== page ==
Music is used very effectively in the movie, and was used in the right spots. Get Full Essay Get access to this section to get all help you need with your essay and educational issues.
The book was written by John Steinbeck, and the movie was directed by Gary Sinise also stars as George. Significantly, Steinbeck begins and ends the novel at the campsite. I think both the book and the movie had their flaws. The book starts with Lennie and George travelling towards the ranch, after the incident with Lennie and the girl in the red dress in Weed has already happened, but the movie starts with Lennie and George running away from other guys in Weed, who were chasing them because Lennie has scared the girl in the red dress.
It represents, as the ensuing dialogue makes clear, a safe haven—a place where both humans and beasts can retreat should danger threaten. Close ups can be effective when the actor is silently thinking. To underscore the situation, Steinbeck adopts restricted third-person narration and employs a tone that can best be described as uninvolved.
I think it was made shorter to add an element of surprise to the shooting, but by shortening this it makes it so that it lacks the suspense and emotion that was originally in the book, so I think they should have kept it in the movie.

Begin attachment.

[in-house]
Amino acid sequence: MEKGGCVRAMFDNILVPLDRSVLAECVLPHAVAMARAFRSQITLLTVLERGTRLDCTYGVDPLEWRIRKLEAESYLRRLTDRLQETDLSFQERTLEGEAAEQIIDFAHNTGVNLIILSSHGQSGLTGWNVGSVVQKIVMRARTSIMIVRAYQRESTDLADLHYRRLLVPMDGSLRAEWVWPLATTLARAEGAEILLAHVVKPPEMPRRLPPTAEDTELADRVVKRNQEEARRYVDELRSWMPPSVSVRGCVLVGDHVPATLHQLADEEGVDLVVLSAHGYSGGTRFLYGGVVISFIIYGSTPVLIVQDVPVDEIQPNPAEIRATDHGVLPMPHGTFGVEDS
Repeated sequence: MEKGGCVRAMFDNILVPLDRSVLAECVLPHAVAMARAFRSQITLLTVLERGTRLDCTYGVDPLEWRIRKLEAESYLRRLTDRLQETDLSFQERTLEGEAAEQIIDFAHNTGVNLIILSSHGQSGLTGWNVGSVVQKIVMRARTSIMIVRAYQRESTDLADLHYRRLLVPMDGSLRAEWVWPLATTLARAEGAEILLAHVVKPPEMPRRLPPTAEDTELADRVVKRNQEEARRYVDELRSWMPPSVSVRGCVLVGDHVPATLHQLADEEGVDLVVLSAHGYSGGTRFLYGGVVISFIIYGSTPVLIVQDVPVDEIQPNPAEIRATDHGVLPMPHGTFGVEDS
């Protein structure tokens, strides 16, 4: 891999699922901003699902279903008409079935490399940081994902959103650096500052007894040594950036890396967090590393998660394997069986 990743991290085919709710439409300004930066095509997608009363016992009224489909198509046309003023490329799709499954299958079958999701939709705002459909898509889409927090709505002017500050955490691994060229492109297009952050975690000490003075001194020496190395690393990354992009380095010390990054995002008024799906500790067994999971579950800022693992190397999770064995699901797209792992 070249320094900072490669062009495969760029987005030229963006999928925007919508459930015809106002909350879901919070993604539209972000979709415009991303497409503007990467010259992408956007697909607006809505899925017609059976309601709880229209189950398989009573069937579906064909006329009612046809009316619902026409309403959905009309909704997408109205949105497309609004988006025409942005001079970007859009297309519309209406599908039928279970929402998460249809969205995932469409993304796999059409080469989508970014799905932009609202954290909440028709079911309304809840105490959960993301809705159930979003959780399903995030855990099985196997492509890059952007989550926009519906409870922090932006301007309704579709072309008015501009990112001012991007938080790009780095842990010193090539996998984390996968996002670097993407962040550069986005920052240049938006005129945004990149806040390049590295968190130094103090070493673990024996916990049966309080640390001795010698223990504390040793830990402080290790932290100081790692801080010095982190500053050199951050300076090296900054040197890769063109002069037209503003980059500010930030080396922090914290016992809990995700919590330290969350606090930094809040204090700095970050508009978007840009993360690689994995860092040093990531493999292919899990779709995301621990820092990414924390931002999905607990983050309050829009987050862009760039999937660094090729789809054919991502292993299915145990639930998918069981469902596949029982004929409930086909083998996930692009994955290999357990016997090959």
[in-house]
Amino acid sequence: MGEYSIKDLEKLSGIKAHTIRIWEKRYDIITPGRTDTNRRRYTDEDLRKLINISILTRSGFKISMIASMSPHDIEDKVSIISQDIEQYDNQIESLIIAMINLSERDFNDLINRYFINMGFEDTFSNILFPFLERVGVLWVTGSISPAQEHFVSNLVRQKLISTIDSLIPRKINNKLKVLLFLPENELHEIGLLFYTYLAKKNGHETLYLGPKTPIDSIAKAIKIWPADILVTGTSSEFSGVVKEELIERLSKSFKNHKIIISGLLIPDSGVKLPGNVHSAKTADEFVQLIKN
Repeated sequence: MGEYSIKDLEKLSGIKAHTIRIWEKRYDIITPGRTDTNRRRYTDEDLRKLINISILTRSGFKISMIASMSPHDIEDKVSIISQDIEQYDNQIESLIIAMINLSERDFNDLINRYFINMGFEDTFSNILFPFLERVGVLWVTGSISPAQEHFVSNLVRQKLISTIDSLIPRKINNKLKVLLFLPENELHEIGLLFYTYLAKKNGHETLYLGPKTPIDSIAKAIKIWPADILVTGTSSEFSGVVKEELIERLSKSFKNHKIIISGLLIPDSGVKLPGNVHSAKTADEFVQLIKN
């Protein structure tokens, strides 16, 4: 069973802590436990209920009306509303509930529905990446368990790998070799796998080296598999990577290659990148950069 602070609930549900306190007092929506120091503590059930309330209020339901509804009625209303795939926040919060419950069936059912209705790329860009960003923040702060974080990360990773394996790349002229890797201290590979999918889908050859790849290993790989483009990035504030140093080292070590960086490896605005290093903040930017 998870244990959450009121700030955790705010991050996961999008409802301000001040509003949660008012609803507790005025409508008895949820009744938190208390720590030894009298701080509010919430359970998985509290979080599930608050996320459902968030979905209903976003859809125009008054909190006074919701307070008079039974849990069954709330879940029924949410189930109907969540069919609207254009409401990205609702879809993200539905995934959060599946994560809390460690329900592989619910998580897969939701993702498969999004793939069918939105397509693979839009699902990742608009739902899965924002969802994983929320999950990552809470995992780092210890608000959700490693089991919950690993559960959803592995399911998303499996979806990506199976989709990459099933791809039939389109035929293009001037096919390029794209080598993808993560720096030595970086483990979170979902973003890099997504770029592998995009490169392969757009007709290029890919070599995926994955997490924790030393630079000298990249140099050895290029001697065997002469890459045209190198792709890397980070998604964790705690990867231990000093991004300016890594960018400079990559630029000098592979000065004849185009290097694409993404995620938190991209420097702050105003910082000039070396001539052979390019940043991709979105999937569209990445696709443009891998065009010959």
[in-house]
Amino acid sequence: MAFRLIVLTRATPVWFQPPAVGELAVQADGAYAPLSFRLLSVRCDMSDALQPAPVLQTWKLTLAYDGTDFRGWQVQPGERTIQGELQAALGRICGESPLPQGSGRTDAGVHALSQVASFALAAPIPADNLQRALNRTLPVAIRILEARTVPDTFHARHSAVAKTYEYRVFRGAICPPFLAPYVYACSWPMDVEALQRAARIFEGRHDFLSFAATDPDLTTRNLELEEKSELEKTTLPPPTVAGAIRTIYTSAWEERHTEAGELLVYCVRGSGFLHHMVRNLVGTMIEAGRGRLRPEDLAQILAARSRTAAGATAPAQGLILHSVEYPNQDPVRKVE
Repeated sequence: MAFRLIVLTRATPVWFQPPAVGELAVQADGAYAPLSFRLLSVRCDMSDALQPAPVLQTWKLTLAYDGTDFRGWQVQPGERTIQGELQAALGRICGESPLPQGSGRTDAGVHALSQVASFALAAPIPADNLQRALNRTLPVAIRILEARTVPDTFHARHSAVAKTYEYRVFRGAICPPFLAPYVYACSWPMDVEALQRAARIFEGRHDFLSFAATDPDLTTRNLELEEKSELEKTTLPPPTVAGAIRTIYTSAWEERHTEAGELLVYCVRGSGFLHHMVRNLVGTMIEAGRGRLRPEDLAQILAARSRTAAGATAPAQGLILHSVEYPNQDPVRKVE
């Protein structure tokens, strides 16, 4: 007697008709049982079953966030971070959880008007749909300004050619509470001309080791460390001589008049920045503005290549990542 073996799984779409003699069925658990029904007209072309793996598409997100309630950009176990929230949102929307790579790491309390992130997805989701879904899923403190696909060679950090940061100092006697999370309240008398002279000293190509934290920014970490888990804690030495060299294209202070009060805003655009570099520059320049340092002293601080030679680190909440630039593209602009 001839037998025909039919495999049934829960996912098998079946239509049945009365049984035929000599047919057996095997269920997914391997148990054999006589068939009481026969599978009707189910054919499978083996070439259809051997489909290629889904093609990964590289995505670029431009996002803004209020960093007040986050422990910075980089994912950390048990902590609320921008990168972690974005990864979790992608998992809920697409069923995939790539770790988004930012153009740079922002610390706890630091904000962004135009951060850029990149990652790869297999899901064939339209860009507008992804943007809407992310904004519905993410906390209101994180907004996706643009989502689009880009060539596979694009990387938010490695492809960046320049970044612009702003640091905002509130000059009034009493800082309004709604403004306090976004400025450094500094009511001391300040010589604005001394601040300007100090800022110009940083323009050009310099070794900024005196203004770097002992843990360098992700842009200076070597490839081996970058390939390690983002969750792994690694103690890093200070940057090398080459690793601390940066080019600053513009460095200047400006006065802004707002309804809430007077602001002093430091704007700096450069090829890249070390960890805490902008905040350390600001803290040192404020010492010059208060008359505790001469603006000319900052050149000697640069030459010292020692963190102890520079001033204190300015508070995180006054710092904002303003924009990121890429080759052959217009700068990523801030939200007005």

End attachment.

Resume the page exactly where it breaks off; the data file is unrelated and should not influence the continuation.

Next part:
She is a woman who, despite her own dreams of grandeur, finds herself living on a ranch where she is perceived as a threat and an enemy by all the hired hands.
Another example is how long it takes for George to shoot Lennie. More essays like this: I think this was taken out because it was a very emotional and suspenseful scene, and it would have made it comical to put it in, which would have ruined the mood.
It is lush and green and inhabited by all varieties of wild creatures. These are only spoken about in the book, and I think are actually put in the movie to create less dialogue and more action.
The book took a while to get into the story, but the movie lacked certain times of suspense or emotion. They have a dream, to have a little place all to themselves, without anyone bothering them.
These traits, combined with his uncontrollable strength, set the stage for disaster. The ranch, as he describes it, is a world without love and in which friendship is viewed as remarkable.
I think this is symbolic of the need to escape, which Lennie does. Although they bunk together and play an occasional game of cards or horseshoes, each is wary of his peers. Silence was also very effective, especially after George had shot Lennie.
For this reason, he begins each chapter with a compendium of details that allows readers to envision the scenes much as they might were they watching a staged presentation.
When the reader first encounters Lennie and George, they are setting up camp in an idyllic grove near the Gabilan mountains. This circular development reinforces the sense of inevitability that informs the entire novel.